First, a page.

Fogel Can’t be Trusted, Says Local Hipster

For months I had heard about the infamous “round table” discussions, forums in which the students of this university are invited to meet with their noble leader, Daniel Mark Fogel. I had deliberated for a while about the worth and usefulness of such an event. Finally, however, I forced myself to attend-after all, I figured, I might as well meet the man who wields the power to change the face of our institution.

So here I sit, quietly, in tandem with the silence of the twenty other students in the room. Finally, Fogel walks in, greeting everyone with his plastic smile. Gesturing towards a platter filled with assorted pastries, he invites us to indulge in the finest that the University Dining Serices has to offer. A nice gesture, but most of the students in the room recognize the intestinal perils of the campus dining system. Fogel, however, doesn’t recognize the dangers of these little treats, grabbing a few on the way to his seat.

Students begin to raise their concerns about the university. After listening to a string of questions and answers, I begin to become slightly annoyed with the Fogelian method of approaching an issue. It seems that Fogel, rather than favoring clear and direct responses to topics, prefers to deftly maneuver around those issues that prove his shortcomings. To address one student’s desire for more funding for an obscure sports club, Fogel replies by noting his commitment to improving the status of the UVM sports teams. Building a huge stadium and allowing students free access to games will, according to him, increase the prestige of the UVM sports teams. He is, he claims, fully committed to the university’s sports programs.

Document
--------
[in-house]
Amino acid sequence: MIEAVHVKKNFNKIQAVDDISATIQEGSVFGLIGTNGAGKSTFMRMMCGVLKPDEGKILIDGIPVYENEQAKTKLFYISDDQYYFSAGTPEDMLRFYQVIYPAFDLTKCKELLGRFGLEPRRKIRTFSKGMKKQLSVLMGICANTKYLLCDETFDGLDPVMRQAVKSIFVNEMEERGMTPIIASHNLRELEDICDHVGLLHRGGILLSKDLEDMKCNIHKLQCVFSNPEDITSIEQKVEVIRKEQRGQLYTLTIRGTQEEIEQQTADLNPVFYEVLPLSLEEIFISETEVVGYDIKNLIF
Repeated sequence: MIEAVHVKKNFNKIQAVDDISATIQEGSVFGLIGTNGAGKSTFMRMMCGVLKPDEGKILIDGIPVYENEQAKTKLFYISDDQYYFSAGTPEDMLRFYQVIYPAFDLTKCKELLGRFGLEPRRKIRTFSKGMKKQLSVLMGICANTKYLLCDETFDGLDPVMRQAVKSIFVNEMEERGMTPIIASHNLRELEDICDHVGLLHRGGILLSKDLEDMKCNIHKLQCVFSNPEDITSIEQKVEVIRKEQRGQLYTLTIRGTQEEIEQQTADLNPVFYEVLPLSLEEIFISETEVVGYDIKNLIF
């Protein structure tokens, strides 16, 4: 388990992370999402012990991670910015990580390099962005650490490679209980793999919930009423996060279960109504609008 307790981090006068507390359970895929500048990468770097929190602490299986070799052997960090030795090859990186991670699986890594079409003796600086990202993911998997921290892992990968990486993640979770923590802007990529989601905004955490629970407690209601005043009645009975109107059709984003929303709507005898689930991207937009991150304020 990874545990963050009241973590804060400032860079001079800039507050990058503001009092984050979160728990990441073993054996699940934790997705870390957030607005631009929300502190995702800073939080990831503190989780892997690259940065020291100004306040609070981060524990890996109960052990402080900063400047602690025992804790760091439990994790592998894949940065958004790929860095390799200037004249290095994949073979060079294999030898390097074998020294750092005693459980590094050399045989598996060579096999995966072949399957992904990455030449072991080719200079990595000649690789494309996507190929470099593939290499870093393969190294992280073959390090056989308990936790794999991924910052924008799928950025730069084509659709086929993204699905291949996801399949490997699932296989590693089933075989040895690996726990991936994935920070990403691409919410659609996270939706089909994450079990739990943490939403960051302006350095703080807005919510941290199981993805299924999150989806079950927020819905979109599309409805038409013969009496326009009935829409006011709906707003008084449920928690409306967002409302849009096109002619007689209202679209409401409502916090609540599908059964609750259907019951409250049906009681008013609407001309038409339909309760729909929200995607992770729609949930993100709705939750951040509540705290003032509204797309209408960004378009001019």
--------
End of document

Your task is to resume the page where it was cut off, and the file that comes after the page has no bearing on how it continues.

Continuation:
I notice, however, a blatant disregard for the question at hand, for nothing is said about whether or not this student’s program will receive any additional funds. Through deft political maneuvering, he has distorted the topic, presenting only the areas he desires to accentuate. The real issue to be discussed, sadly, is left by the wayside.

After listening to a half-hour’s worth of Fogel’s hot air, I catch the first glimpse of the real Daniel Mark Fogel and the ideas he supports. He, in addressing a graduate student’s request for more funding, replies that he is going to change the way that the university issues stipends to graduate students for their living expenses.

“In the past,” he says, “the university has issued stipends equally to the graduate students of all fields. I plan to give students in the pre-med and pre-law programs a higher stipend than all other graduate students.”

I’m perplexed by the Fogelian logic. Why, I wonder, do certain students require more money to live on than others? Do certain students require more money for food and clothing than others?

At this point, I can contain my skepticism no longer, and I burst out: “On what grounds do pre-law and pre-med students deserve more money to live on than other students?” UVM, he responds, has to remain competitive in the market for these valuable graduate students. We must, he claims, offer them more money than other institutions in order to bring them here.

I wonder, however, why students of pre-law and pre-med are more desirable than students of English or philosophy? Couldn’t the same argument be made for graduate students of these disciplines to receive a higher stipend?

This aspect of the Fogelian vision, to any sane human, reeks with absurdity.

Issuing students of a certain discipline more money than others denotes that certain disciplines possess more value than others. At an academic institution, where learning is the highest good, shouldn’t all disciplines be valued equally?

I walk out of the discussion heated by the unfounded biases of our leader. The spirit of UVM, I fear, will fall like the trees of the Waterman green, squashed under the heel of Dan Fogel.